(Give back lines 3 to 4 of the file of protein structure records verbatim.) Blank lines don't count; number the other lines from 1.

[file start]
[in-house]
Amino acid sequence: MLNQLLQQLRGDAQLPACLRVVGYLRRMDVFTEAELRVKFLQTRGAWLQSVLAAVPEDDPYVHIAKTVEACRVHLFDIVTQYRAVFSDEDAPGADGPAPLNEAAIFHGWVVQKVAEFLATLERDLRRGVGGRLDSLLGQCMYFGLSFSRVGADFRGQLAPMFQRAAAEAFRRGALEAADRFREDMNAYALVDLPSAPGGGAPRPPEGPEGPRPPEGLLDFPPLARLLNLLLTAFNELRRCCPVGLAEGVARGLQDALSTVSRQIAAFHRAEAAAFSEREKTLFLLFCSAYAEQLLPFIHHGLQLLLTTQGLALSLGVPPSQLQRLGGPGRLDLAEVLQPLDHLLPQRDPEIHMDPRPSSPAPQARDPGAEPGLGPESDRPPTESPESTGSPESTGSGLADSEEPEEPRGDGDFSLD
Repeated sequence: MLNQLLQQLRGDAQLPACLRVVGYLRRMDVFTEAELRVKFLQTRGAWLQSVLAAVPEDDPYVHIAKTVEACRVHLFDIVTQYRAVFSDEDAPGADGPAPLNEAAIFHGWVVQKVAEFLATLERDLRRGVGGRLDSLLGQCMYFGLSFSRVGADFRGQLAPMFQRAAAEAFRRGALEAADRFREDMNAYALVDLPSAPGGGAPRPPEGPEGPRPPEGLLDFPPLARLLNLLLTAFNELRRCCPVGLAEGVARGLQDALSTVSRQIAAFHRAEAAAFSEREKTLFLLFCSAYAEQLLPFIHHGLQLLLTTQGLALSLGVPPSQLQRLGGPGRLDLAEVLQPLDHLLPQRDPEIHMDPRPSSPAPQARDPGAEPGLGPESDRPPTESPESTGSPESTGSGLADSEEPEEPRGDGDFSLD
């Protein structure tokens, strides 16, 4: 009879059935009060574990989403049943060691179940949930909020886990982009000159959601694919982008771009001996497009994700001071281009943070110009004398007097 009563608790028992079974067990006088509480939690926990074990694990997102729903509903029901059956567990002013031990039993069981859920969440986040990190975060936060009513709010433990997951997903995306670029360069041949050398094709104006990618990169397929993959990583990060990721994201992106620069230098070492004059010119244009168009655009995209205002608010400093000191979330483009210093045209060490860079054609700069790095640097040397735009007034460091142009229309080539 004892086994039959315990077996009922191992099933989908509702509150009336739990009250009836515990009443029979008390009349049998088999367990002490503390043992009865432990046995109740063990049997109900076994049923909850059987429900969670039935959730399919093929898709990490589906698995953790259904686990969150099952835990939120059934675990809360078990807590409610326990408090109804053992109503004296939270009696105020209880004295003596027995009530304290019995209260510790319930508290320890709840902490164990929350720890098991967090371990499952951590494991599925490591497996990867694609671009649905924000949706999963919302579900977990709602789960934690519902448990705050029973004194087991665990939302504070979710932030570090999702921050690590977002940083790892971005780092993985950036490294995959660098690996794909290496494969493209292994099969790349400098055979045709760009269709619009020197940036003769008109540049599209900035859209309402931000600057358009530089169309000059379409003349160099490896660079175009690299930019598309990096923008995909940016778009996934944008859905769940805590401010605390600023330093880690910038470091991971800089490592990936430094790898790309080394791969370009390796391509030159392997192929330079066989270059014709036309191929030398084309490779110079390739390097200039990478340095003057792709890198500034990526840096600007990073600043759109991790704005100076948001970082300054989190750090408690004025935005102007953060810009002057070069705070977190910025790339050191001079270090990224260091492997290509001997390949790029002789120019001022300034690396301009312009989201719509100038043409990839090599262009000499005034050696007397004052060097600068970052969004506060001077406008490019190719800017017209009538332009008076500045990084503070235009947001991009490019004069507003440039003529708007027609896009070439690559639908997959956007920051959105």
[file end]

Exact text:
Repeated sequence: MLNQLLQQLRGDAQLPACLRVVGYLRRMDVFTEAELRVKFLQTRGAWLQSVLAAVPEDDPYVHIAKTVEACRVHLFDIVTQYRAVFSDEDAPGADGPAPLNEAAIFHGWVVQKVAEFLATLERDLRRGVGGRLDSLLGQCMYFGLSFSRVGADFRGQLAPMFQRAAAEAFRRGALEAADRFREDMNAYALVDLPSAPGGGAPRPPEGPEGPRPPEGLLDFPPLARLLNLLLTAFNELRRCCPVGLAEGVARGLQDALSTVSRQIAAFHRAEAAAFSEREKTLFLLFCSAYAEQLLPFIHHGLQLLLTTQGLALSLGVPPSQLQRLGGPGRLDLAEVLQPLDHLLPQRDPEIHMDPRPSSPAPQARDPGAEPGLGPESDRPPTESPESTGSPESTGSGLADSEEPEEPRGDGDFSLD
């Protein structure tokens, strides 16, 4: 009879059935009060574990989403049943060691179940949930909020886990982009000159959601694919982008771009001996497009994700001071281009943070110009004398007097 009563608790028992079974067990006088509480939690926990074990694990997102729903509903029901059956567990002013031990039993069981859920969440986040990190975060936060009513709010433990997951997903995306670029360069041949050398094709104006990618990169397929993959990583990060990721994201992106620069230098070492004059010119244009168009655009995209205002608010400093000191979330483009210093045209060490860079054609700069790095640097040397735009007034460091142009229309080539 004892086994039959315990077996009922191992099933989908509702509150009336739990009250009836515990009443029979008390009349049998088999367990002490503390043992009865432990046995109740063990049997109900076994049923909850059987429900969670039935959730399919093929898709990490589906698995953790259904686990969150099952835990939120059934675990809360078990807590409610326990408090109804053992109503004296939270009696105020209880004295003596027995009530304290019995209260510790319930508290320890709840902490164990929350720890098991967090371990499952951590494991599925490591497996990867694609671009649905924000949706999963919302579900977990709602789960934690519902448990705050029973004194087991665990939302504070979710932030570090999702921050690590977002940083790892971005780092993985950036490294995959660098690996794909290496494969493209292994099969790349400098055979045709760009269709619009020197940036003769008109540049599209900035859209309402931000600057358009530089169309000059379409003349160099490896660079175009690299930019598309990096923008995909940016778009996934944008859905769940805590401010605390600023330093880690910038470091991971800089490592990936430094790898790309080394791969370009390796391509030159392997192929330079066989270059014709036309191929030398084309490779110079390739390097200039990478340095003057792709890198500034990526840096600007990073600043759109991790704005100076948001970082300054989190750090408690004025935005102007953060810009002057070069705070977190910025790339050191001079270090990224260091492997290509001997390949790029002789120019001022300034690396301009312009989201719509100038043409990839090599262009000499005034050696007397004052060097600068970052969004506060001077406008490019190719800017017209009538332009008076500045990084503070235009947001991009490019004069507003440039003529708007027609896009070439690559639908997959956007920051959105």